PROSECUTION for animal cruelty cases should be authorised and overseen by the Department of Agriculture and Food (DAFWA), according to a report tabled in State parliament last week.
The report was the outcome of a parliamentary inquiry into the operations of RSPCA WA.
It has made 56 findings and 26 recommendations regarding the RSPCA WA's operations and its prosecution powers.
It also highlighted the strained relationships between RSPCA WA and DAFWA and its relationship with Racing and Wagering WA during the live baiting scandal in the greyhound industry in 2015.
Inquiry chairman Rick Mazza said the investigation was in response to issues raised by members of the public and industry groups into the RSPCA WA's operations and animal welfare inspector's use of power.
"There has been a lot of criticism for the inquiry, but I believe it has been a valid attempt to clear the air and set the record straight," he said.
The inquiry found there was a lack of direction and oversight by DAFWA, which resulted in RSPCA WA inspectors acting independently in prosecution matters, and confusion as to the prosecuting body in animal welfare cases.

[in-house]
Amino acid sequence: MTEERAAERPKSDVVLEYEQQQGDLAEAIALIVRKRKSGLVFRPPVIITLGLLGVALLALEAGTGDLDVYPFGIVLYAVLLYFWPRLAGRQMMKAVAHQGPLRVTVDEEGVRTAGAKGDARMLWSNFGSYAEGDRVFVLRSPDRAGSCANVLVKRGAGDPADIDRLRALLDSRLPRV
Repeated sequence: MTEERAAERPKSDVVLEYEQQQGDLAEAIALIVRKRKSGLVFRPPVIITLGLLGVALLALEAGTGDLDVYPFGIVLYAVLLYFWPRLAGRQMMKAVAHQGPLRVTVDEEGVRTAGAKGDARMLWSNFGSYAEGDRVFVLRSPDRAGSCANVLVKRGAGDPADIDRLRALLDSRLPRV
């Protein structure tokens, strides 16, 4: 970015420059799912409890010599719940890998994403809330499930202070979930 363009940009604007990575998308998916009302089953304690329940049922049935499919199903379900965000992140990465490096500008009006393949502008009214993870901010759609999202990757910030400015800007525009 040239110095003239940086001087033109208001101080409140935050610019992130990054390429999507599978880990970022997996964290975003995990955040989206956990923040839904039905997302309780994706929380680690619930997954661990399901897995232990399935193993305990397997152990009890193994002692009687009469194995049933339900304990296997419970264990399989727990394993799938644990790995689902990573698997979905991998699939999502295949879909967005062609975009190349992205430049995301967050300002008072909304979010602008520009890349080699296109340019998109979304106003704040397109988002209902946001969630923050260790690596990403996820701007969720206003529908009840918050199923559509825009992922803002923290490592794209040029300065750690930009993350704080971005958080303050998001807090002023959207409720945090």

It also found previous advertising by RSPCA WA could be perceived as misleading and factually incorrect to the general public.
One of the recommendations is that the Animal Welfare Act 2002 be amended so prosecutions are authorised and overseen by the CEO of DAFWA or a nominated representative. DAFWA is also to maintain a list of general inspectors on its website.
Mr Mazza said it was important for the Animal Welfare Act 2002 be amended to ensure that the powers of RSPCA WA inspectors, as well as local government authorities and parks and wildlife officers, was clearly defined.
The 2015 co-investigation by RSPCA WA and Racing and Wagering WA into the live baiting scandal in the greyhound industry was also scrutinised in the inquiry, with the committee recommending that RSPCA WA publicly confirm no evidence of live baiting had been discovered in WA and that the $10,000 reward for information has not been claimed.
The RSPCA WA slammed the report, with president Lynne Bradshaw questioning inquiry motives.
"RSPCA WA questions why it was necessary to put a charitable organisation through the expense and stress of a parliamentary inquiry when a simple review of the Animal Welfare Act 2002 would have sufficed,"she said.
"In addition, we believe the RSPCA WA, its staff, volunteers and supporters have been unfairly criticised."
The government has two months to debate the report before recommendations are adopted or rejected.
Key inquiry recommendations:
Only the DAFWA CEO has the power and discretion to appoint all general inspectors
All prosecutions under the Animal Welfare Act 2002 are authorised and overseen by the DAFWA CEO
Additional inspectors to be appointed in region and remote area to meet the identified animal welfare needs
RSPCA WA to publicly confirm no evidence of live baiting and the $10,000 reward for information into live baiting remains unclaimed